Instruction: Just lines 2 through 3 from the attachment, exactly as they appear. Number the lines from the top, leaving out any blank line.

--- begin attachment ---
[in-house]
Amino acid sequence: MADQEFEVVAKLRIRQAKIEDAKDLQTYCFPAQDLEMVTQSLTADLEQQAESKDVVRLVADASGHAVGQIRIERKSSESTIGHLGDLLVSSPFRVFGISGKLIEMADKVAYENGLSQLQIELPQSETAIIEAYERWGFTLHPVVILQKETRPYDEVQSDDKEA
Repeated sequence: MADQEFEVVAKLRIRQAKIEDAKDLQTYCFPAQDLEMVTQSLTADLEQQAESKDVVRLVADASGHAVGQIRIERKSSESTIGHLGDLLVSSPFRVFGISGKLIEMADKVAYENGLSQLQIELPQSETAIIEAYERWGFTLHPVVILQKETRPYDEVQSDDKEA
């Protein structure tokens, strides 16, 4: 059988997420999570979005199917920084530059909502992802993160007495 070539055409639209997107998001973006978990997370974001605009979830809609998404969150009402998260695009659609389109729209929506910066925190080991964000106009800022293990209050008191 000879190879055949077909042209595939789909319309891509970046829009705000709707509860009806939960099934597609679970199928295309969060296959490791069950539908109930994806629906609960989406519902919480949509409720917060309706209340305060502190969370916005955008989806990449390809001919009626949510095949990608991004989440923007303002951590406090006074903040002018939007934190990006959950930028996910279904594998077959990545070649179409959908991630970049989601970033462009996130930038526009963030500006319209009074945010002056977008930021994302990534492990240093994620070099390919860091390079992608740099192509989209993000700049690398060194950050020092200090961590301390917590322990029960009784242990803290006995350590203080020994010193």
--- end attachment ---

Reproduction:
Amino acid sequence: MADQEFEVVAKLRIRQAKIEDAKDLQTYCFPAQDLEMVTQSLTADLEQQAESKDVVRLVADASGHAVGQIRIERKSSESTIGHLGDLLVSSPFRVFGISGKLIEMADKVAYENGLSQLQIELPQSETAIIEAYERWGFTLHPVVILQKETRPYDEVQSDDKEA
Repeated sequence: MADQEFEVVAKLRIRQAKIEDAKDLQTYCFPAQDLEMVTQSLTADLEQQAESKDVVRLVADASGHAVGQIRIERKSSESTIGHLGDLLVSSPFRVFGISGKLIEMADKVAYENGLSQLQIELPQSETAIIEAYERWGFTLHPVVILQKETRPYDEVQSDDKEA